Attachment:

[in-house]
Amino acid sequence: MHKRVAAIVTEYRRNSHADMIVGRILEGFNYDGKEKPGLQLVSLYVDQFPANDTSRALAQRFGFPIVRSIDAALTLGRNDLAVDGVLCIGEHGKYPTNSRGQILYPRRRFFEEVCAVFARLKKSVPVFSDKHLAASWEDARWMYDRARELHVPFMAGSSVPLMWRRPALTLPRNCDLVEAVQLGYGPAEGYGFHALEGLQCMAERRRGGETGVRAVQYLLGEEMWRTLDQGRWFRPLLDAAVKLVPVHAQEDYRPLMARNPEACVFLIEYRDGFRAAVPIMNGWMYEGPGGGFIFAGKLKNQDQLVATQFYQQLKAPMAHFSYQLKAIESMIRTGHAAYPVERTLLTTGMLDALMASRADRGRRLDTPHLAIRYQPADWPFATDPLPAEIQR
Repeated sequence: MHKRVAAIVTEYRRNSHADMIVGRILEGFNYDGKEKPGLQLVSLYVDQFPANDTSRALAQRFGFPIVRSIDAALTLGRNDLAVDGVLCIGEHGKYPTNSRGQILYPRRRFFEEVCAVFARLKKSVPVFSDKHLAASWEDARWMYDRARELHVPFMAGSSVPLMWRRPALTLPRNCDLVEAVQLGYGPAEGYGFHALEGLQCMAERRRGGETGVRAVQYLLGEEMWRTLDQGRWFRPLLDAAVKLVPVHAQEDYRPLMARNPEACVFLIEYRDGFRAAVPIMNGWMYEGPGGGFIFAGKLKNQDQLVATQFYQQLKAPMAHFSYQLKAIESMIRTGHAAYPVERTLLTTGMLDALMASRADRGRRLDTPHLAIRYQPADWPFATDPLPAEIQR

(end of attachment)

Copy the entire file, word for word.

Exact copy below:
[in-house]
Amino acid sequence: MHKRVAAIVTEYRRNSHADMIVGRILEGFNYDGKEKPGLQLVSLYVDQFPANDTSRALAQRFGFPIVRSIDAALTLGRNDLAVDGVLCIGEHGKYPTNSRGQILYPRRRFFEEVCAVFARLKKSVPVFSDKHLAASWEDARWMYDRARELHVPFMAGSSVPLMWRRPALTLPRNCDLVEAVQLGYGPAEGYGFHALEGLQCMAERRRGGETGVRAVQYLLGEEMWRTLDQGRWFRPLLDAAVKLVPVHAQEDYRPLMARNPEACVFLIEYRDGFRAAVPIMNGWMYEGPGGGFIFAGKLKNQDQLVATQFYQQLKAPMAHFSYQLKAIESMIRTGHAAYPVERTLLTTGMLDALMASRADRGRRLDTPHLAIRYQPADWPFATDPLPAEIQR
Repeated sequence: MHKRVAAIVTEYRRNSHADMIVGRILEGFNYDGKEKPGLQLVSLYVDQFPANDTSRALAQRFGFPIVRSIDAALTLGRNDLAVDGVLCIGEHGKYPTNSRGQILYPRRRFFEEVCAVFARLKKSVPVFSDKHLAASWEDARWMYDRARELHVPFMAGSSVPLMWRRPALTLPRNCDLVEAVQLGYGPAEGYGFHALEGLQCMAERRRGGETGVRAVQYLLGEEMWRTLDQGRWFRPLLDAAVKLVPVHAQEDYRPLMARNPEACVFLIEYRDGFRAAVPIMNGWMYEGPGGGFIFAGKLKNQDQLVATQFYQQLKAPMAHFSYQLKAIESMIRTGHAAYPVERTLLTTGMLDALMASRADRGRRLDTPHLAIRYQPADWPFATDPLPAEIQR